I’ve been chided of late for my blogging silence. I know it’s been a while, but frankly, I’m over this rotten horrible year. I’m tired and grumpy and as Mother always said, “If you can’t say anything nice, don’t say anything at all.”
There are nice things to talk about, don’t get me wrong, and some of them I love very much – but at this pointy end of 2011, I’m trying very hard just to keep the energy going to experience them, let alone write about them.
That having been said, I’ve written a little something about the funerals I’ve attended this year and it would therefore be rude of me not to touch on today’s. Today’s was number twelve.
If you average it out, I suppose that’s not so bad. One loss a month is perhaps to be expected when you have a diverse circle of friends, family, colleagues, and being a woman in the prime of my life (be quiet my children – I know where Santa lives) death seems so much less the remote possibility it appears when you are a bullet proof teenager. It is beginning to look like something that needs to be contemplated as an almost conceivable risk.
But of course, we haven’t had any kind of average year. The burden of deaths at the start has meant each subsequent loss feels that much more of an insult. Enough already – no more good people should leave the planet. Can’t we have a break?
We sent a good man “Straight Away to Orion” today.
The remarkable Terence (I know him as Terry) Moody. A Council stalwart with 44 years of service tucked under his belt, Terry and I worked together on those miracles of modern policy, local government bylaws.
We did it for years. He knew them inside and out, knew the rules of engagement, what we had to do to make sure we weren’t setting council on a path to ruin. He did it with wit and charm and a good grace that could only have come from loving and living with his redoubtable wife, the amazing Elizabeth.
Terry, your passing was a long time coming and I’m pleased you’re at peace. I’m also pleased that your send off was just right today. Dignified, gentle, not too fluffy, not the least bit soppy, the odd twinkling bit of wit and humour and so many of your friends around you. You knew we loved you, you had the chance to hear that. If there’s an upside to illness, it’s that you have the time to clear the air and make amends (or tell the truth which may have entirely different consequences!)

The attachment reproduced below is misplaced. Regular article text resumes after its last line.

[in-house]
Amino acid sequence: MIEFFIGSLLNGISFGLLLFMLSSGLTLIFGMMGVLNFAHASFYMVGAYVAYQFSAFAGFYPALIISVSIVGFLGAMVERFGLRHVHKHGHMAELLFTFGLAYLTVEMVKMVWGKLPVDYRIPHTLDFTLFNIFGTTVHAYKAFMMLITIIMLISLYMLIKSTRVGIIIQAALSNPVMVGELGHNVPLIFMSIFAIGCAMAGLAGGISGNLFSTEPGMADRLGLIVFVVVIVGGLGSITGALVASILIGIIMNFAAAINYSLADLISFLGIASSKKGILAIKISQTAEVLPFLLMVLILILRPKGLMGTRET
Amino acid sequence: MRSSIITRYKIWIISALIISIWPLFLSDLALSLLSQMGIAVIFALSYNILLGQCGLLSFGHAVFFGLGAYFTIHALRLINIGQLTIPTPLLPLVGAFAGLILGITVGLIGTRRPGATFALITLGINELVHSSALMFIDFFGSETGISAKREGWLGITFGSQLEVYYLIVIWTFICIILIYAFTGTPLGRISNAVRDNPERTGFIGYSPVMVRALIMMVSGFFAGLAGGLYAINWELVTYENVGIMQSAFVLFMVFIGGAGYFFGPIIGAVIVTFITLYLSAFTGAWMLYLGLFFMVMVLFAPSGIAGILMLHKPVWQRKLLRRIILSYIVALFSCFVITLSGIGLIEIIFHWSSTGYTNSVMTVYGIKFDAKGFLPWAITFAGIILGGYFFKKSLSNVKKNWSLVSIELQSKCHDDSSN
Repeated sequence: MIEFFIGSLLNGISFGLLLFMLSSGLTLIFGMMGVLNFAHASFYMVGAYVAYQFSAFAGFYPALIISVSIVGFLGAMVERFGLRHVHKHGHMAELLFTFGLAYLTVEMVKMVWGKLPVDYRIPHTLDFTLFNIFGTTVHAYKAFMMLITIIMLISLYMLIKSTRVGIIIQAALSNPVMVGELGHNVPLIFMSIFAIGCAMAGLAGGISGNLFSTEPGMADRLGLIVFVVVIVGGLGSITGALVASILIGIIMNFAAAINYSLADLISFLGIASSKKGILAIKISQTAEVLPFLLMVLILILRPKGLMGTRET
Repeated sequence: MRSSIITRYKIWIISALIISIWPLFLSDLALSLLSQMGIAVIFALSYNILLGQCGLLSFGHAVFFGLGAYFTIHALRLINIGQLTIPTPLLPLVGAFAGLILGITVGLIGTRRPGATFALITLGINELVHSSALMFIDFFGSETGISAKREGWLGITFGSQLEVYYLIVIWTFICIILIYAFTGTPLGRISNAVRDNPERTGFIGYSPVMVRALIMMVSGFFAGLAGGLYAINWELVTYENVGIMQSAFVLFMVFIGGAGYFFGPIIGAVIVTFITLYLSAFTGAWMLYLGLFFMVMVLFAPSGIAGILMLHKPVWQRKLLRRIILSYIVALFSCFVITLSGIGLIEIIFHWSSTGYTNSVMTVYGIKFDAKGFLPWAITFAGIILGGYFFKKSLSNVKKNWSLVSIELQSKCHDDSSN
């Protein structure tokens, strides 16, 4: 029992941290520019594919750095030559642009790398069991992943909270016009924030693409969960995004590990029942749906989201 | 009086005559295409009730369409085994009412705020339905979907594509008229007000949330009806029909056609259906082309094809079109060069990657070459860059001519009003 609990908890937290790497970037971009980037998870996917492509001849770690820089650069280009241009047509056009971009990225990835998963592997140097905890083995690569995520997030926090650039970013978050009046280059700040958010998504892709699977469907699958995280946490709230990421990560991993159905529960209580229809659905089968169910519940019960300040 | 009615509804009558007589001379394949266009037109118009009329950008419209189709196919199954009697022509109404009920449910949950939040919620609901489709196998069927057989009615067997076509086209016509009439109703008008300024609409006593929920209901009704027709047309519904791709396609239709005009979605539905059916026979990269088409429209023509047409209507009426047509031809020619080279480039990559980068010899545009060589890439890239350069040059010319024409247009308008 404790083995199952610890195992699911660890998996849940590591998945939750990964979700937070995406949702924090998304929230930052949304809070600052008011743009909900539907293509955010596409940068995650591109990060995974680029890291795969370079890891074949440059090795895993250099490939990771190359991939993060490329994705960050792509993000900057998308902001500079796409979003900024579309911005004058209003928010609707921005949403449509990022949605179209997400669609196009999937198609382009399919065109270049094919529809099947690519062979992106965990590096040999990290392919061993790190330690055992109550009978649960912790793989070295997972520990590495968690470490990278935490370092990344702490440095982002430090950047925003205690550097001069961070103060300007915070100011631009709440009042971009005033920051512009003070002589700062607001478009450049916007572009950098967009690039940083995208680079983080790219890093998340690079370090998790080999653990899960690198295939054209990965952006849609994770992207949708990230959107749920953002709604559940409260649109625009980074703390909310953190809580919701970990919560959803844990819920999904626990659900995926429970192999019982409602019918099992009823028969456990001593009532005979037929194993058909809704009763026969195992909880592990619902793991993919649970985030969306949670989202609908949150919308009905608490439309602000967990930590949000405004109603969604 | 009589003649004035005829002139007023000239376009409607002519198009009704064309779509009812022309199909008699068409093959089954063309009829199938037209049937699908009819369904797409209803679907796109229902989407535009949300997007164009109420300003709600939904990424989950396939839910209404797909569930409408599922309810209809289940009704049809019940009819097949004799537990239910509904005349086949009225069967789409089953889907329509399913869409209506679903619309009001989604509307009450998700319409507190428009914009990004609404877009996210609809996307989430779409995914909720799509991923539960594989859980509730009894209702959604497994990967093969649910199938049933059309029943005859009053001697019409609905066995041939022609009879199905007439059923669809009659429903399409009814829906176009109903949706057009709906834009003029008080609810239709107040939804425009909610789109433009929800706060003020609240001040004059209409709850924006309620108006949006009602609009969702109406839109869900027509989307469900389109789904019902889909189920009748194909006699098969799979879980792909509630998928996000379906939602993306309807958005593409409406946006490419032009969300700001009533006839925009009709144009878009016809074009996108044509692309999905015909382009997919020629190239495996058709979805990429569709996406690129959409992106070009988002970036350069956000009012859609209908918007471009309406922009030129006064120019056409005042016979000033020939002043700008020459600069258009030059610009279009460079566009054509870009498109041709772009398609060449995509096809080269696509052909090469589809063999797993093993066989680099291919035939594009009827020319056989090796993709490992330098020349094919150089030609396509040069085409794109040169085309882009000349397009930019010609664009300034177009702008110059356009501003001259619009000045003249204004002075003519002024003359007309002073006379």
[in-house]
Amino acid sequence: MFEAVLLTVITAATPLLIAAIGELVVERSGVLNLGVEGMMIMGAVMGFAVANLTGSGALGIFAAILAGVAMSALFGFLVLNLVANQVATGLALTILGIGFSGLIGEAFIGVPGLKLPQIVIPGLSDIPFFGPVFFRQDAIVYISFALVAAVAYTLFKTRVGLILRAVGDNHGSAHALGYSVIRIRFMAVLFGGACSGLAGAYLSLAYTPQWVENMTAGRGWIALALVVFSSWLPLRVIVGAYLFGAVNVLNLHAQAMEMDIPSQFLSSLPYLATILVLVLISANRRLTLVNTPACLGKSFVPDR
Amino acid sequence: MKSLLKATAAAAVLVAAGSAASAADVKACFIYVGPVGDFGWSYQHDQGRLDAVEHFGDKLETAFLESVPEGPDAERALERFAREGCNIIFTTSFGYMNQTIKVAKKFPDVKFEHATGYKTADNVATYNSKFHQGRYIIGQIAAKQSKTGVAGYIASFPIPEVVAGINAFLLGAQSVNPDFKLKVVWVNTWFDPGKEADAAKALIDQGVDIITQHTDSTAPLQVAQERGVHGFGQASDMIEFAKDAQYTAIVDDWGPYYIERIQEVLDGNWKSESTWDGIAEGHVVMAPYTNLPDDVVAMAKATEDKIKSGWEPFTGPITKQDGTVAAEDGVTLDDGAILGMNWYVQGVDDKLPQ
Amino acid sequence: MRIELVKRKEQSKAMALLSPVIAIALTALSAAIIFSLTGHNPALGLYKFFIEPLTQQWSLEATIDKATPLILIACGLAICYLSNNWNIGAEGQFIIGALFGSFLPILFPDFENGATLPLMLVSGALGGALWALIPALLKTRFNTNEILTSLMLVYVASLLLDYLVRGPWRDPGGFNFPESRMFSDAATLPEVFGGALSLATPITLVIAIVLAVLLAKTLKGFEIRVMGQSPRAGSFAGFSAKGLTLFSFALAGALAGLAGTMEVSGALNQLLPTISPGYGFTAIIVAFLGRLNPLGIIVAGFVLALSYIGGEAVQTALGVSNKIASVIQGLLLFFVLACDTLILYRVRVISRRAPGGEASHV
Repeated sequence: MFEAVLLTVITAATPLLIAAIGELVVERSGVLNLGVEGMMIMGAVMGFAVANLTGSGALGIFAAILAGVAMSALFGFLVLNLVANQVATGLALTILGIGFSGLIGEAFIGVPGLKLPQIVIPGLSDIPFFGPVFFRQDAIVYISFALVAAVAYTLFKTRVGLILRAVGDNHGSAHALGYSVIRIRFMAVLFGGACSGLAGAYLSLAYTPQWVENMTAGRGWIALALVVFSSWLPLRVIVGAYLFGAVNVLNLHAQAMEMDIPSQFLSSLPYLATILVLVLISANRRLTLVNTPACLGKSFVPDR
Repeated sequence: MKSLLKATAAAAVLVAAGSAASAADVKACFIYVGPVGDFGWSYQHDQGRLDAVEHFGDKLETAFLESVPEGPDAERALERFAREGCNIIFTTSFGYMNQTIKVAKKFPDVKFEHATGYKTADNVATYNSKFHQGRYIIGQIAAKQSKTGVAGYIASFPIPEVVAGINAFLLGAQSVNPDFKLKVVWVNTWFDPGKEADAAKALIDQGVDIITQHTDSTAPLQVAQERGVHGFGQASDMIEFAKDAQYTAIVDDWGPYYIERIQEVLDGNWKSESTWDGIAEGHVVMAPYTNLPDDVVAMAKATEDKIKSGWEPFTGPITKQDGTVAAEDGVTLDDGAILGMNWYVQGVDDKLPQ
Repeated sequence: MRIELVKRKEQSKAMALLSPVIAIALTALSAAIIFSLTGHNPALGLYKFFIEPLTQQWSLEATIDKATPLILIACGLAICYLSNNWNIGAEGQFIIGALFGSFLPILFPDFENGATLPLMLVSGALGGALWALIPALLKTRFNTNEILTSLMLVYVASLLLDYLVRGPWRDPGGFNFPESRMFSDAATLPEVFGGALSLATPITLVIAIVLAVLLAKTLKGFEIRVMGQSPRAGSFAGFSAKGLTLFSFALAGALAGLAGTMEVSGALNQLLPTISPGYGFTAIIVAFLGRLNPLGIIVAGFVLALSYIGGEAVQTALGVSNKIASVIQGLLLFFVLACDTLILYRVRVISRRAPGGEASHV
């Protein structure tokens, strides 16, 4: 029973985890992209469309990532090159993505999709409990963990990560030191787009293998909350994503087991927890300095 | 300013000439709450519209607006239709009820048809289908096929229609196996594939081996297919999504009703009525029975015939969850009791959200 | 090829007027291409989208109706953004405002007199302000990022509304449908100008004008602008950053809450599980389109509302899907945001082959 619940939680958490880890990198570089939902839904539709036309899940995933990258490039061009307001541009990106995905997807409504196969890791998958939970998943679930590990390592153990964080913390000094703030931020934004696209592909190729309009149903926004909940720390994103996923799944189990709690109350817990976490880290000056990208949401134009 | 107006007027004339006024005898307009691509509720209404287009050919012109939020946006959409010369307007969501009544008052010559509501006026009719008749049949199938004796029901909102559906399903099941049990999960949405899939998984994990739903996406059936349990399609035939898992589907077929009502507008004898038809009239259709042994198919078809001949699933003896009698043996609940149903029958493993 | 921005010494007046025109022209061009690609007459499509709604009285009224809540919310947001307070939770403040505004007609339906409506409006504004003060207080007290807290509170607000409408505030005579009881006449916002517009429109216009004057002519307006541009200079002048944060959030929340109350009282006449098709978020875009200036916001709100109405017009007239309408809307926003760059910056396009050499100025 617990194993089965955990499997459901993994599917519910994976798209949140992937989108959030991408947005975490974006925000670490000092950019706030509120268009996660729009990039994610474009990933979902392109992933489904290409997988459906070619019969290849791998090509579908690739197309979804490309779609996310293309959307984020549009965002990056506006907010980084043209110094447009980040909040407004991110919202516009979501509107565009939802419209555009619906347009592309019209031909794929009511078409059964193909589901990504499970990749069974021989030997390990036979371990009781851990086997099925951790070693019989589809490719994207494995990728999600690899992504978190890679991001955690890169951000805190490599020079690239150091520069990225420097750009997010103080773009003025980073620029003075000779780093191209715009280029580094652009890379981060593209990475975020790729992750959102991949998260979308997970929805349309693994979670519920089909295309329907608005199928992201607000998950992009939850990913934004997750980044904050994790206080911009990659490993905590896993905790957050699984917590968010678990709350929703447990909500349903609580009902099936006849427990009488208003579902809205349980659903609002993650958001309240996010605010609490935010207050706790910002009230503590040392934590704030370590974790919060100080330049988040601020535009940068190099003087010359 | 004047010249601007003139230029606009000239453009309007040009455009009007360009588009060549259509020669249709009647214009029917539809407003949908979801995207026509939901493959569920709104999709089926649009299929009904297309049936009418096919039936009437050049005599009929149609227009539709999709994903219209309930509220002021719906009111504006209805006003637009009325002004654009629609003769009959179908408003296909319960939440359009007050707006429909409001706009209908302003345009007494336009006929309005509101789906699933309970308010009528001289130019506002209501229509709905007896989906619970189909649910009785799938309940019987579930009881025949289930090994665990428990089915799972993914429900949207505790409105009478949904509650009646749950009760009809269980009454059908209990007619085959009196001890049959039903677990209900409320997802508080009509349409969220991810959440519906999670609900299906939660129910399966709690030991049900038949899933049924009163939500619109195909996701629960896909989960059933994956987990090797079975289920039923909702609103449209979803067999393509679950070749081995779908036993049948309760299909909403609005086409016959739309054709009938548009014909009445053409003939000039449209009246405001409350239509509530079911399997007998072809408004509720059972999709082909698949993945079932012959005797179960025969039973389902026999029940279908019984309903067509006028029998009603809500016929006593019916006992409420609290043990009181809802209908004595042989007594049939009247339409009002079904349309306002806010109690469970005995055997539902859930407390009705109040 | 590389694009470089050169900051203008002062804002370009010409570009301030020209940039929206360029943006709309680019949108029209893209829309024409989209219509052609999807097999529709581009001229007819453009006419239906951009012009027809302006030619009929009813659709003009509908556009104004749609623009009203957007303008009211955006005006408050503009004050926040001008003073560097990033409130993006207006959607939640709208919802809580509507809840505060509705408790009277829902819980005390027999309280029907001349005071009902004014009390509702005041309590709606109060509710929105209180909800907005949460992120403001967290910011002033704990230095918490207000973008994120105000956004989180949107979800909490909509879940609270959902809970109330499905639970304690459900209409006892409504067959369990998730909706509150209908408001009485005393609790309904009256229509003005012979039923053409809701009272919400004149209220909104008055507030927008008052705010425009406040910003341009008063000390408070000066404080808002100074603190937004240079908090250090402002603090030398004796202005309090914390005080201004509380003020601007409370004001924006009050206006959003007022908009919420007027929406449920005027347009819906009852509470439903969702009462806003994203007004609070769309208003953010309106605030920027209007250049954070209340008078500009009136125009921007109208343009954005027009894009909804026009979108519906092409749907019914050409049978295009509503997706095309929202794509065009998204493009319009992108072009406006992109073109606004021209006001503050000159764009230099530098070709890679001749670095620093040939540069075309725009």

I shall miss your marvellous mind, Terry, and your ethics, your commitment, your compassion and your cackle. You were a delightful colleague – you made me smile and I could argue with you without worrying I might ever win. I shall miss sidling up to you and challenging you to a running race just so you could shake your walking stick and growl at me. I shall miss catching your eye in the debating chamber and stifling the giggles I would inevitably get.
I am rotten sad that you’ve gone and left us though, even that it comes to us all. As you’ve gone, you’ve lifted the bar as far as planning a funeral goes. Yours is the only service sheet I’ve ever seen which contains a page of self-written reflections (and if mine in time were start as yours did with “I have had a long and happy life” I should be delighted).
Moreover yours is the only page of reflections I believe I am ever likely to see which includes footnotes and references. (I suppose this could be thought of as a submission to that final policy document)
Terry, “The purest treasure mortal times afford is spotless reputation” Yours remains, as always, impeccable (pranks perhaps excepted).
I miss you enormously. Shall watch for falling stars and think of you. And hope and hope that a dozen funerals in a year is more than enough for anyone.
WH Auden, 1947, The Age of Anxiety
William Shakespeare, Richard II, 1.1